Should we Care?

By Trevor Forrester on 6/26/2012

I am often puzzled by the way that people treat those who are enduring prolonged illness. What are the philosophical questions that are behind the way that we treat others. Some might say that there are no philosophical questions at all to do with this but I would beg to differ.

A fundamental part of all human beings is the need for community and companionship. When one is isolated and not able to mix and enjoy the company of others they are faced with a dilemma. How should they treat those who have forsaken them? This puts the shoe on the other foot so to speak but it is only when looking at two sides of a coin that you can see the whole picture. Those that suffer prolonged illness have on one hand have a need for privacy yet they also have a deep and unquenchable desire to know that others care. It is this lack of knowledge of caring that drives many who suffer from prolonged illness into deep mental anguish and depression. As they face each day their sense of self-worth is diminished on a daily basis and this affects all aspects of their life and impacts deeply on their confidence.

On the other hand we have those who go about life normally and become so involved in their own daily struggles that those who are out of sight seem to be forgotten. Yet despite this the conscience tells them whether or not they are doing the right thing by avoiding those who have a long-term illness. It is this very point that I wish to make here, that those who have walked away and become busy in life and forgotten those with long-term illness end up themselves suffering from mental anguish and self-doubt. It is because of our human nature that the conscience is overtaken by the mind and can suppress those thoughts that cause us mental anguish. There eventually comes a time when we can no longer hold those thoughts down by sheer determination and the power of the mind.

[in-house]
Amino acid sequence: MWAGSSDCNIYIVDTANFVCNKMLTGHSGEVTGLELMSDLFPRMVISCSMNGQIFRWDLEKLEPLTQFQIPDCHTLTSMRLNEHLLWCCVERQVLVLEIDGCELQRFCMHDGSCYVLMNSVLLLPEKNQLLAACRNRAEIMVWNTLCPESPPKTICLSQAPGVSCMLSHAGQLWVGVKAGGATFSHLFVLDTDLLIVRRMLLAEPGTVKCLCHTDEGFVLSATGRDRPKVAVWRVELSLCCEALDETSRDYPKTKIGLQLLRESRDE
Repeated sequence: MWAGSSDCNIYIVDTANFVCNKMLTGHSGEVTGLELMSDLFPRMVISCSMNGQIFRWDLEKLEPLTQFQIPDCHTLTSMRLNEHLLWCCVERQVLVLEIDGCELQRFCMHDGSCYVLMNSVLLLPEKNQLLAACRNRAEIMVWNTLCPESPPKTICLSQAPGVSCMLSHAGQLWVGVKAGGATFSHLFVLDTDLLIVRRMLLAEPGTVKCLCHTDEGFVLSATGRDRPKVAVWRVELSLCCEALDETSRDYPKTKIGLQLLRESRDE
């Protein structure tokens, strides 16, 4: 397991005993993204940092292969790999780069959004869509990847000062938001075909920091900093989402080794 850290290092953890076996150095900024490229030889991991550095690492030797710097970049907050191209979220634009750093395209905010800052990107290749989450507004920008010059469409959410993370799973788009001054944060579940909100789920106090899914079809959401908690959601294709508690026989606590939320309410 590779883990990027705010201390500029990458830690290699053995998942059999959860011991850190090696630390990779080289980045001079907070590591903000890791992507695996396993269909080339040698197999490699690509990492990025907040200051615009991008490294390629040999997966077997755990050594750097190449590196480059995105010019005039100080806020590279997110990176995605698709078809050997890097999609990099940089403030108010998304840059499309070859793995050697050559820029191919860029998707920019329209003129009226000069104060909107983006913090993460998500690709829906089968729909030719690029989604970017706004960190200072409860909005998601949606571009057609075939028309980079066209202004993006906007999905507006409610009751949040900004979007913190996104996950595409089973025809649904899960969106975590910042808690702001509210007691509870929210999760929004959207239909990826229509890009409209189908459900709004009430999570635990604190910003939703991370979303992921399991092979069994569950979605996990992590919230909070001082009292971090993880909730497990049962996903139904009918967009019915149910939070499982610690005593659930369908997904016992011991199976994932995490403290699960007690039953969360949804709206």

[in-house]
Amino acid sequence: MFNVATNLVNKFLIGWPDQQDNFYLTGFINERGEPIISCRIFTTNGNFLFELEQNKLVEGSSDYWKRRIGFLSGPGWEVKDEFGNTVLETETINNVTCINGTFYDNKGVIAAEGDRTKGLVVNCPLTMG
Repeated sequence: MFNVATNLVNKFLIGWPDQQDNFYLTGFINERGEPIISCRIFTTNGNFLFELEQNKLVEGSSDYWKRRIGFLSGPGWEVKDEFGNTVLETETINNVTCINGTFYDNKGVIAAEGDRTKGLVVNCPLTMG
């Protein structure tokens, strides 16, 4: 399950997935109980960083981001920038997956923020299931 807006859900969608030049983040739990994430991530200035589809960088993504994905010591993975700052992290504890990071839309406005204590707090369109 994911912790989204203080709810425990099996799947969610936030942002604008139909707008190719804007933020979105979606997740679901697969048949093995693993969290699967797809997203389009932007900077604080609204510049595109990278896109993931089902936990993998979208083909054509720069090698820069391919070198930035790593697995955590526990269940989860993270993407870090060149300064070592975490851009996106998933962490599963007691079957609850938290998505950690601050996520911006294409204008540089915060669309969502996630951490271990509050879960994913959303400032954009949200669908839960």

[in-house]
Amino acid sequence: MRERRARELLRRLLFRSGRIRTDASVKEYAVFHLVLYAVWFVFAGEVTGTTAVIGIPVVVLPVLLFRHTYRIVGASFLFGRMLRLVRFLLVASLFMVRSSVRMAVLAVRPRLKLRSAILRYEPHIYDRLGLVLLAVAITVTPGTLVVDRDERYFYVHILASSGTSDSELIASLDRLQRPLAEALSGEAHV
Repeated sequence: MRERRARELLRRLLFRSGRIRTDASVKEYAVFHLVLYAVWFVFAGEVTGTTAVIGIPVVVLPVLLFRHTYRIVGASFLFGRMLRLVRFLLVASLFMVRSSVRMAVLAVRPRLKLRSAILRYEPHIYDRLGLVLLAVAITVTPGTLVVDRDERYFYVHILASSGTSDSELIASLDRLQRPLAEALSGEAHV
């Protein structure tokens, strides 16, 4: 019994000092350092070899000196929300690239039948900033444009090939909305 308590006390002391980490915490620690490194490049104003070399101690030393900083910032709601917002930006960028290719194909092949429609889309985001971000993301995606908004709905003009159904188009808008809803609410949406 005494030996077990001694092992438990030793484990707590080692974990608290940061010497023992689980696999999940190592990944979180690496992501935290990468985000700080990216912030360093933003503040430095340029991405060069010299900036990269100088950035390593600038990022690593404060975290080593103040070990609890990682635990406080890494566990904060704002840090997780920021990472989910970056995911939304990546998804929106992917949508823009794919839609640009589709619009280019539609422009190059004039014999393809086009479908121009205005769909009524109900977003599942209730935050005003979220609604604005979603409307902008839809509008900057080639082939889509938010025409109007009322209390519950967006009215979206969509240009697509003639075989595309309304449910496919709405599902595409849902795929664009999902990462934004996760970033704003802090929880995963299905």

The mind is really a wonderful machine but it has a life of its own and it is this life that can overtake us and leave us vulnerable to the world around us. I believe there is a point somewhere in the middle where those who are suffering from long-term illness and those who cannot deal with that illness can meet. A common ground so to speak, or halfway point where those who wish for privacy must move towards openness and those who try to forget or suppress the feelings of caring begin to become more self-aware.

Too many times we see in our society where somebody has died and their body has not been discovered for several weeks. 100 years ago communities stuck together even though they had different opinions and goals in life. It was easier to remain in contact and care for each other. Should we not do the same now and is it ethically responsible for humans to deny that others exist within our frame of reference.

It is only through self understanding and knowledge that out there somewhere, there is a creator, one who cares for us and can help us to bridge the gap between those who suffer from long-term illness and their friends who have lost contact with them. It will be through the coming together of these two extremes of personal behaviour that we as humans will find a common and caring environment.

Trevor.

Caring
Friendship